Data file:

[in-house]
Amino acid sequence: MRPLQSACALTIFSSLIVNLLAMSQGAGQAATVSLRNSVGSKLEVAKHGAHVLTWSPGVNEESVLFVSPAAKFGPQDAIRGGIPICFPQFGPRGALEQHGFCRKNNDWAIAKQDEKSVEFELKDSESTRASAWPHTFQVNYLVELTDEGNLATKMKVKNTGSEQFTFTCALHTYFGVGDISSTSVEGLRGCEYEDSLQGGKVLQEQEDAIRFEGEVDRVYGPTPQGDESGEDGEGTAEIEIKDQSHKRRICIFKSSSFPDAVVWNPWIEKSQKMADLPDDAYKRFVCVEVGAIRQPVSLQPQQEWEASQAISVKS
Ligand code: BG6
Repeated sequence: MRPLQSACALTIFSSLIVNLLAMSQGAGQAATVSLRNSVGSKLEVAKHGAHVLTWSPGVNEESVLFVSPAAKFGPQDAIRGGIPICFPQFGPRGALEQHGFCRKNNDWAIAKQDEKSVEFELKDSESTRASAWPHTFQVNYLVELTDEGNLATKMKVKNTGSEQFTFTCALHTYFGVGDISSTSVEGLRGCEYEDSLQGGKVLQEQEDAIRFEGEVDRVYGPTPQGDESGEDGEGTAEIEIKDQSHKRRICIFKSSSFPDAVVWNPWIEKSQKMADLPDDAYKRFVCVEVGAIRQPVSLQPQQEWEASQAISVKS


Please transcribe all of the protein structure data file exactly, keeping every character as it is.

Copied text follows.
[in-house]
Amino acid sequence: MRPLQSACALTIFSSLIVNLLAMSQGAGQAATVSLRNSVGSKLEVAKHGAHVLTWSPGVNEESVLFVSPAAKFGPQDAIRGGIPICFPQFGPRGALEQHGFCRKNNDWAIAKQDEKSVEFELKDSESTRASAWPHTFQVNYLVELTDEGNLATKMKVKNTGSEQFTFTCALHTYFGVGDISSTSVEGLRGCEYEDSLQGGKVLQEQEDAIRFEGEVDRVYGPTPQGDESGEDGEGTAEIEIKDQSHKRRICIFKSSSFPDAVVWNPWIEKSQKMADLPDDAYKRFVCVEVGAIRQPVSLQPQQEWEASQAISVKS
Ligand code: BG6
Repeated sequence: MRPLQSACALTIFSSLIVNLLAMSQGAGQAATVSLRNSVGSKLEVAKHGAHVLTWSPGVNEESVLFVSPAAKFGPQDAIRGGIPICFPQFGPRGALEQHGFCRKNNDWAIAKQDEKSVEFELKDSESTRASAWPHTFQVNYLVELTDEGNLATKMKVKNTGSEQFTFTCALHTYFGVGDISSTSVEGLRGCEYEDSLQGGKVLQEQEDAIRFEGEVDRVYGPTPQGDESGEDGEGTAEIEIKDQSHKRRICIFKSSSFPDAVVWNPWIEKSQKMADLPDDAYKRFVCVEVGAIRQPVSLQPQQEWEASQAISVKS